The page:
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Virtualisation | Cloud | Strategy

Cloud lab progress and Ravello thoughts

Cloud lab progress

The cloud lab is progressing well.  It is taking longer than I would like.  However, it is providing me with valuable hands on time.

I had to rework the design of the lab, this wasn’t down to technical limitations, it was down to performance.  With the limitations in place on the Ravello hosts (4 CPU and 16 GB RAM) it just not was fast enough to run a vSphere embedded VCSA.

As there is such a big dependency on DNS for any installation of VC. This reworking of the model required that I also provide a DNS server, which might as well double up as an AD controller, DHCP server and my own jump off box into the environment.

Added to these cloud services, I have deployed three ESXi hosts to form the foundation for my lab cluster.

From a networking perspective I’ve kept this as simple as possible.  The entire lab exists on a /16 subnet.  This is so to maximise the hands on time I get with more complex vSphere configurations rather than more complex Ravello configurations.

The environment consists of the required networking services, AD, DNS, DHCP etc.  The VC server is running upon a windows host.  Installed and configured with an embedded Platform Services Controller and PostGres DB.

Each of the ESXi hosts has been added to this VC and configured into a cluster.

This cluster hosts a VSAN that provides the storage layer to the Virtual Machines.  I had hoped to be able to present the free space from the boot volume to the VSAN. I haven’t seen an obvious way to achieve that just yet, and it wasn’t important in the context of the lab.

Distributed switching has been configured with VMK and VM port groups. In the above diagram two of the NICs in each host are reserved for VMK traffic and two for VM traffic.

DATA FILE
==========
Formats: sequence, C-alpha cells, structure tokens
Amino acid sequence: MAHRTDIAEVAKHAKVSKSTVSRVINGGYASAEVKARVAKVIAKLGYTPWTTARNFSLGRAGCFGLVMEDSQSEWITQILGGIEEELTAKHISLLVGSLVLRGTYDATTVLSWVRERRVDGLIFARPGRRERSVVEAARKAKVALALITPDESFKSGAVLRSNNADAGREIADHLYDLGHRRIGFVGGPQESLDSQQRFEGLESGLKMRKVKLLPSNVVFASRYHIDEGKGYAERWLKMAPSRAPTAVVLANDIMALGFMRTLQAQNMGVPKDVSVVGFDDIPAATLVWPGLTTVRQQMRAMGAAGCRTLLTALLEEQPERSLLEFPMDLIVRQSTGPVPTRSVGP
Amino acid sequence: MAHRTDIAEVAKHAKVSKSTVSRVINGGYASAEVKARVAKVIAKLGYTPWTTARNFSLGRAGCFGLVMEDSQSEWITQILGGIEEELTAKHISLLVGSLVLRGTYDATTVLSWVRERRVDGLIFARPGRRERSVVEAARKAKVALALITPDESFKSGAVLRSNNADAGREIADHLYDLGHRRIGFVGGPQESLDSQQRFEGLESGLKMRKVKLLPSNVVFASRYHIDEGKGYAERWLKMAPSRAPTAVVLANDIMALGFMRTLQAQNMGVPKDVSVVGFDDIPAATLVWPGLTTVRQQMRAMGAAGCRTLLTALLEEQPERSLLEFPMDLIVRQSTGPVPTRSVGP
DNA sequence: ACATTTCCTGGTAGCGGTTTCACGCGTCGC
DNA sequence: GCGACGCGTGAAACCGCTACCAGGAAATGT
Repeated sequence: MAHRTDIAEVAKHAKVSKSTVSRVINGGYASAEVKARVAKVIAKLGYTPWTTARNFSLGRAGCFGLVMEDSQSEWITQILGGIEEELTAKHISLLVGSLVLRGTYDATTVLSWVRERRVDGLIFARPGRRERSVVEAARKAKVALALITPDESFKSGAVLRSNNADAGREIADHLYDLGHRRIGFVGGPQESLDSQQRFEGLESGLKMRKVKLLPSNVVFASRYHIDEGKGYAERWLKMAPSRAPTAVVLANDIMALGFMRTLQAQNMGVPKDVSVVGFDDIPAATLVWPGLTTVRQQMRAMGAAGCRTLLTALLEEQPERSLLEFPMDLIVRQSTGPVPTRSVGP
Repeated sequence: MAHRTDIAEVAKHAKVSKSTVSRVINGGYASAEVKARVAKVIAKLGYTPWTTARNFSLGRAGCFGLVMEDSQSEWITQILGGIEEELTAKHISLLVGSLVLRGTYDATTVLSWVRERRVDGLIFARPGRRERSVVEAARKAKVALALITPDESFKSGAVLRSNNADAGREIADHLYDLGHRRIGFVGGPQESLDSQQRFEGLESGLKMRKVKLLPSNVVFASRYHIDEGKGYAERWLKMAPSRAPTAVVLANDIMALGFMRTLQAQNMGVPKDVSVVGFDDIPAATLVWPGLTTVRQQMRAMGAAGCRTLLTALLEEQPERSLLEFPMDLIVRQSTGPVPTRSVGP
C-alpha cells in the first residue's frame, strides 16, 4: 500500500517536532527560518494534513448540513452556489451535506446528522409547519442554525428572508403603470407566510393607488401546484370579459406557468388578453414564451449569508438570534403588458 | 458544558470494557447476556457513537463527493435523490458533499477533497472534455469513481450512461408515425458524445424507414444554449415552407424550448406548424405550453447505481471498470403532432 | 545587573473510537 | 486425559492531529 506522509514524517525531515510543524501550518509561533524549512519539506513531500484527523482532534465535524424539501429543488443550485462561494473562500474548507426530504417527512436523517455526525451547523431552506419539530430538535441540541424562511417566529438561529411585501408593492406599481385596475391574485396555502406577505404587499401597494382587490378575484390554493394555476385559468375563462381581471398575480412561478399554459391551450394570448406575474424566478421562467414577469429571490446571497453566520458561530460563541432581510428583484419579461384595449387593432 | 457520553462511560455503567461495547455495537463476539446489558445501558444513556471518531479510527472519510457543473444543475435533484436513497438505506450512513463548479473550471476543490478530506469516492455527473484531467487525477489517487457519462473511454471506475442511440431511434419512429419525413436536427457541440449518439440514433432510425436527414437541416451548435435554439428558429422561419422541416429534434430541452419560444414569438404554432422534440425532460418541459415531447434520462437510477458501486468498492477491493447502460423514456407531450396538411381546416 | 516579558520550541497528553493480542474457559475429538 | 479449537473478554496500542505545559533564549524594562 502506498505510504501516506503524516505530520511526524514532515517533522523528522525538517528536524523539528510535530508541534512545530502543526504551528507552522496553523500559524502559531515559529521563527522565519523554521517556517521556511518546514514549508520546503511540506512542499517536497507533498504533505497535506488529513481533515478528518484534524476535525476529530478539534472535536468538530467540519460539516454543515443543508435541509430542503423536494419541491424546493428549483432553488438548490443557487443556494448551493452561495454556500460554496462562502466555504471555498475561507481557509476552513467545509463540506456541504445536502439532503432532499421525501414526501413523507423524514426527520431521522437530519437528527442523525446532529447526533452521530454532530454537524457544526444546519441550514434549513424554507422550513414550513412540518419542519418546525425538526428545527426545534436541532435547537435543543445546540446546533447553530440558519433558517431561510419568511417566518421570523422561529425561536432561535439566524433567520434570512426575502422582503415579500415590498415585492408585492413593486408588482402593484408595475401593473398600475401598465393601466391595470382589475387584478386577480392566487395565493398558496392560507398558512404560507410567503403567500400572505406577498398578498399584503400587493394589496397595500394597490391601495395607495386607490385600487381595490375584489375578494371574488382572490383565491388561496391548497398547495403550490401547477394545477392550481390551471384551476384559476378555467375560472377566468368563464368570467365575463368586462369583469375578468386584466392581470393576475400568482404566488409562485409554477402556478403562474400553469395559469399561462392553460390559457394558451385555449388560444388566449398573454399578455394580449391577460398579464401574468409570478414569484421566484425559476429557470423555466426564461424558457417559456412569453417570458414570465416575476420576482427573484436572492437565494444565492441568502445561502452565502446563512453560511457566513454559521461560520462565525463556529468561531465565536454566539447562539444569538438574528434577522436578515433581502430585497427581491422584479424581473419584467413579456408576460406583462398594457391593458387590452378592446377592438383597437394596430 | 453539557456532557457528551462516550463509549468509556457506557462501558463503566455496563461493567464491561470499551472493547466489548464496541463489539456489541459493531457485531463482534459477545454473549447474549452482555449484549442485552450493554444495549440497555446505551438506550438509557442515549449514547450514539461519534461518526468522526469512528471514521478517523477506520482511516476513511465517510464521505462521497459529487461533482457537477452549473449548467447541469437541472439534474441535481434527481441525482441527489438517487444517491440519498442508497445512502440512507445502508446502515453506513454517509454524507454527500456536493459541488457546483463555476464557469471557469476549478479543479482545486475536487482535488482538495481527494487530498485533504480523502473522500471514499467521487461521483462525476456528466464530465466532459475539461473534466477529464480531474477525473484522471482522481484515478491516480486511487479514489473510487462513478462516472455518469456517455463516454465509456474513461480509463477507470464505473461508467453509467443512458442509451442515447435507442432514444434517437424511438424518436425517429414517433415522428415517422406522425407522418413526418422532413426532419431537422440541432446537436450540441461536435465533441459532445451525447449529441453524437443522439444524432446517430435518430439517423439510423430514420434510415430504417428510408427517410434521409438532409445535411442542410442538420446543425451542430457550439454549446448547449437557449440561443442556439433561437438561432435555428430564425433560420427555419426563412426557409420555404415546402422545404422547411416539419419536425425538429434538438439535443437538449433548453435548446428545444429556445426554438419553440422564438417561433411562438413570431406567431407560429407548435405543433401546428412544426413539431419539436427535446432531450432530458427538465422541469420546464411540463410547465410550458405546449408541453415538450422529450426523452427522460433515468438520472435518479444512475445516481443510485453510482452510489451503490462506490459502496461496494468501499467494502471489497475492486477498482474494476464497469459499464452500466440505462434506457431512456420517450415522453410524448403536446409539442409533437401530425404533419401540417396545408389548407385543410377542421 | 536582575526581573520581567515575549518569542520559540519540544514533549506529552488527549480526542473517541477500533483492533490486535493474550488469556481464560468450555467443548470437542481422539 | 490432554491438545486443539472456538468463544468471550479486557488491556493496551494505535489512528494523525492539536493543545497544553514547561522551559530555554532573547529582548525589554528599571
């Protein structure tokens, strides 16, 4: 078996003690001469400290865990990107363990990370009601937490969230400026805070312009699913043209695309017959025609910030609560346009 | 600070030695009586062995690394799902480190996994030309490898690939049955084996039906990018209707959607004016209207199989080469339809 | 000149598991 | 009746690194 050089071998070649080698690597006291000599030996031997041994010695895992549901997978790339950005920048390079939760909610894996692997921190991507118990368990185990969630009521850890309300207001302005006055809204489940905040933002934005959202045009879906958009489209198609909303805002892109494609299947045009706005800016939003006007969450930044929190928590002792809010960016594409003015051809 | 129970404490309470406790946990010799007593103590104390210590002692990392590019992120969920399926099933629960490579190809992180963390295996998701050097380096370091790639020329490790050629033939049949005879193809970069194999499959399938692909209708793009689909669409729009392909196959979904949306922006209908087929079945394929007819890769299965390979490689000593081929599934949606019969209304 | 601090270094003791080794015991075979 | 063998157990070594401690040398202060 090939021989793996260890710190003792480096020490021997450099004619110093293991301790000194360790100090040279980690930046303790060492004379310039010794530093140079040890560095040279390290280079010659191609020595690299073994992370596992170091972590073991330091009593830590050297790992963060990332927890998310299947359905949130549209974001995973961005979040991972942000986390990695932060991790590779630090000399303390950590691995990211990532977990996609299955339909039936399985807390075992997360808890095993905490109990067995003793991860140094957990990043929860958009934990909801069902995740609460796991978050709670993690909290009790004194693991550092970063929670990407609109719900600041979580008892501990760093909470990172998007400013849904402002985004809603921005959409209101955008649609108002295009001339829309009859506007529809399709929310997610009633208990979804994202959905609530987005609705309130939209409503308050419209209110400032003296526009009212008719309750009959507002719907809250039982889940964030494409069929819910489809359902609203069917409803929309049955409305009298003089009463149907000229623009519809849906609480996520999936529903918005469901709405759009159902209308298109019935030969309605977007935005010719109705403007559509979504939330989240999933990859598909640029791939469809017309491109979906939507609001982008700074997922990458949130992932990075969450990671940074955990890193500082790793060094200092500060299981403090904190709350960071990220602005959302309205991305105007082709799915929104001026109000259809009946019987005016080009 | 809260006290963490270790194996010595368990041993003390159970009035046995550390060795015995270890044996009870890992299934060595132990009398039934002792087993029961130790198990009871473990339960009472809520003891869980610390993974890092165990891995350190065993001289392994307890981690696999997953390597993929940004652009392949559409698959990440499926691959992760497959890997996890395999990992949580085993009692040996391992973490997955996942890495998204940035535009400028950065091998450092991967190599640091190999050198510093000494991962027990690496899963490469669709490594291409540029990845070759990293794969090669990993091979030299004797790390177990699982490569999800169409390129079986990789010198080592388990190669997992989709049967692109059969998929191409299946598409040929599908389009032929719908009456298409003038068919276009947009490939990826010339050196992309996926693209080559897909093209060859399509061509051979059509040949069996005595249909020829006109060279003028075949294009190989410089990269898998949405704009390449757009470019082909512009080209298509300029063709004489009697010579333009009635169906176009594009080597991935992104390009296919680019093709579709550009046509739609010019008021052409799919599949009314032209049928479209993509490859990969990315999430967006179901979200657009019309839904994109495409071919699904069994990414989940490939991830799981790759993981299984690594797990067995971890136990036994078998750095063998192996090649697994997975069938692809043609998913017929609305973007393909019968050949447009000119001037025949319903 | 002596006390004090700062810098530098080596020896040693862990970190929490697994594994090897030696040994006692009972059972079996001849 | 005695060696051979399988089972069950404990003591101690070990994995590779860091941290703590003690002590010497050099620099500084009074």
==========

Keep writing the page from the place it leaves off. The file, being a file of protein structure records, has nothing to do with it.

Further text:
So before I configure any further vSPhere extensibility, the lab looks like this;

vSphere Web Client

As powerful as vSphere is, it’s capabilities can only be harnessed and the end user impressions will be governed by the tools provided to access it.

Working with vSphere 6 should be easy, all the bugs should have been worked out of the system by now.  Everything that could go wrong should be known about and the user interfaces should be rock solid.

My initial experience of working with the vSphere Web Client was anything but smooth.

First note is that my bundled browser needed flash, and that requires a download.  Not only a download but in order to work with flash on Windows Server 2012 that means installing the desktop experience.  If this was anything other than a lab environment these issues might well have to wait for approval at CAB to resolve.  Installing flash on a server and enabling features and services are not things that can be thoughtlessly done within controlled environments.

Once that is addressed next comes the client integration plugin.  this required further depreciation of security controls on the browser.  Again changes that may well require CAB approval and require management as an ongoing risk.

Those elements installed, it should just work? My experience with IE was no, it would work for some elements but when I attempted to install an OVF the plugin would fail.

In resolution I had to install further third party software in the form of firefox.  Which thus far has been robust.  I avoided chrome because of notifications that the plugin would not work with that browser.

Performance of the vSphere web client has not been lightning quick and this has again further slowed down deployment and configuration of the environment.  Some of that I can put down to the fact I’m running in a para-virtulisation state.  What is clear I think is that it still needs some work, hopefully 6.5 addresses that.

Ravello thoughts

As a platform it seems very good.  Configuration of the resources has been intuitive. Assuming that the user has a fundamental understanding of how networking works and how to craft firewall rules then platform configuration shouldn’t be a problem.

However, I have been a little disappointed with the performance of the resources, this has guided where components have been installed and if those components have been para-virtualised or not.  Part of this is more pressures of time to try and maximize what I can achieve in the time I have available to me.

Simon

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